Council approves talks with land trustees
A 5-1 City Council vote has given the Community Development Department permission to negotiate with a nonprofit on an 11-unit rental supplement to the Rolling Hills/Southside redevelopment.
The vote green-lighted negotiations with Durham Community Land Trustees, which at the city’s request would renovate or replace nine existing homes along Piedmont Avenue.
Land trustees officials believe the project will cost $1.6 million, using a mix of state, city, grant and private financing.
The cost estimate provoked Thursday’s dissenting vote from Councilman Eugene Brown, who preferred a competing proposal from another nonprofit, called CASA, that proposed building 22 all-new units for a lower per-unit cost.
“The argument to me is new construction versus renovation,” Brown said, arguing that the land trustees’ plan to retain six of the existing structures would drive up costs. “It tilts highly for new construction: We get more units for less cost.”
But the rest of the council, save absent Councilman Howard Clement, opted to go with the land trustees proposal because it seemed likely that CASA would require twice as much city money.
The land trustees figure on needing a $645,000 city loan, which in effect would actually be a grant because officials waive repayment as long as the units stay affordable to low-income renters.
With more units, the CASA proposal would cost the city more because the state would chip in at most $500,000 no matter which nonprofit officials decided to work with, Community Development Assistant Director Larry Jarvis said.
That would mean needing to come up with about $1.2 million, which Councilman Steve Schewel noted is more than officials reckon is available from the mix of federal grants and local revenue they’ve earmarked for housing projects.
The other option, Jarvis said, is simply to back off, wait a couple years, and try again.
The land trustees are offering “a smaller project, but it’s one we can do in the short term” as work proceeds elsewhere in Rolling Hills and Southside, Jarvis said. “It becomes a matter of whether we want to move now and have activity, or mothball the property and sit on it for some period of time.”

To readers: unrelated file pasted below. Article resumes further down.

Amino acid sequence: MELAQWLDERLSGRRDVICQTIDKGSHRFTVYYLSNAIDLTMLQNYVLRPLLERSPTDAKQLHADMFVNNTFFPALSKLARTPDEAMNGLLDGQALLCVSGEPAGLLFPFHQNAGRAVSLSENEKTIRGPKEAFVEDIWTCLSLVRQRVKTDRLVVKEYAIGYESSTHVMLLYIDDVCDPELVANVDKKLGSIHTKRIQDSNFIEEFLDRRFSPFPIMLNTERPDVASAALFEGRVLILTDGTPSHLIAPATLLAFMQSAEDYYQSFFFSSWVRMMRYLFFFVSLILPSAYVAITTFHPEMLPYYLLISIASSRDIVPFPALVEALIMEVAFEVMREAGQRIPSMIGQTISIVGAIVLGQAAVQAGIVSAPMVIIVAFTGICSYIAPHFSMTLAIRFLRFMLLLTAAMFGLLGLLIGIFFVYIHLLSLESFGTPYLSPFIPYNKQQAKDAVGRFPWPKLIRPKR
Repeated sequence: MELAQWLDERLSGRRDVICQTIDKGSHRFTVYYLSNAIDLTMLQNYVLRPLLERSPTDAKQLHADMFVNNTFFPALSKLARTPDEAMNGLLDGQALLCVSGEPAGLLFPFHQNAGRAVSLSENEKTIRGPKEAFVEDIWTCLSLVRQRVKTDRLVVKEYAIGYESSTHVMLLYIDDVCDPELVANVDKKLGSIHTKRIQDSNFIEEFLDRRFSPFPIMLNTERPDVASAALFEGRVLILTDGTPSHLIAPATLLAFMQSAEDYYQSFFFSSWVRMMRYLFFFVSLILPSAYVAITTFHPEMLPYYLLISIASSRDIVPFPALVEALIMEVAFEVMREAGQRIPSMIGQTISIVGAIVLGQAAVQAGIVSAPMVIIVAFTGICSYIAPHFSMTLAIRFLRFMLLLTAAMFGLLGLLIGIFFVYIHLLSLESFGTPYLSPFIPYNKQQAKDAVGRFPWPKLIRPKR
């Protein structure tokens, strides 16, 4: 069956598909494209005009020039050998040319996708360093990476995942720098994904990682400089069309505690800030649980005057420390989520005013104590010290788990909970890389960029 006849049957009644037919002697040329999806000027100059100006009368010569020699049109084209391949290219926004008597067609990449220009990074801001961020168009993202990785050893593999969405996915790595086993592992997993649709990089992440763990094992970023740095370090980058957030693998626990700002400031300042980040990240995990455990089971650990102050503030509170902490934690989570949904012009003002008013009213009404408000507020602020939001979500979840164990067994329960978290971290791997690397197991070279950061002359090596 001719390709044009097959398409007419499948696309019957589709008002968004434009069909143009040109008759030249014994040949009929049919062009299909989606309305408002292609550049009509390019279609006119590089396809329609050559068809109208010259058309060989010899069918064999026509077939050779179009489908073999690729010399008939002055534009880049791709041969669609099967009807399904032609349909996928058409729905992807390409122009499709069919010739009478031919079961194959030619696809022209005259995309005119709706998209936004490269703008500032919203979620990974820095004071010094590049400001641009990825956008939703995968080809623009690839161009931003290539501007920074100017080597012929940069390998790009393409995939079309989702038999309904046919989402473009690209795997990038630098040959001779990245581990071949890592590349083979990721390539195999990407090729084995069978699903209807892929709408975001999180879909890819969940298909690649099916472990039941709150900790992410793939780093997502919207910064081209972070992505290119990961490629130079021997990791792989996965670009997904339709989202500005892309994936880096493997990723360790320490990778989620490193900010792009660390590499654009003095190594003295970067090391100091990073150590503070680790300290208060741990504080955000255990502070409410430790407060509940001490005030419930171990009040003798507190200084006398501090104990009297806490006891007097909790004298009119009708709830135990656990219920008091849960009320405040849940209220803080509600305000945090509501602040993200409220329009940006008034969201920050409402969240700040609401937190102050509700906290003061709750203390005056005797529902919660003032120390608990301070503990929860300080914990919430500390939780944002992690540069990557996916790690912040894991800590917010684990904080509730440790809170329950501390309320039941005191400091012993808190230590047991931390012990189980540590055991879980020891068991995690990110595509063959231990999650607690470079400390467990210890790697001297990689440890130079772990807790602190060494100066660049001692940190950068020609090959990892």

Brown – a longtime skeptic of the entire Rolling Hills/Southside initiative – made it clear the cost of the land trustees proposal wasn’t his only complaint.
He wasn’t happy the City Council had decided in the spring to add rental units in Southside, an area officials and the Self-Help credit union had previously said should focus on owner-occupied homes.
Nor was he happy that city administrators kept the review of the proposals submitted by the land trustees, CASA and two other groups in-house, rather than asking private-sector builders for their opinion.
“Why was this so incestual?” he asked at one point.
Community Development Director Reginald Johnson responded by noting that the city administration across the board, not just on housing projects, reviews responses to “requests for proposals” in-house.
He acknowledged that the request-for-proposals process is more complicated than simply bidding out a project where city officials have decided up front what they want. When they ask for proposals, officials are in essence saying they want to hear a group’s ideas.
In this case, that generated four very different proposals. “If you look at [them], it’s like an apple, and a pear, an orange and a peach,” Johnson said. “They’re doing different things.”
Brown came back, however, to the renovation issue. He questioned whether the six homes the land trustees propose renovation are worth keeping.
“In the industry, we call them scape-offs,” said Brown, a real estate broker who said the units were best demolished.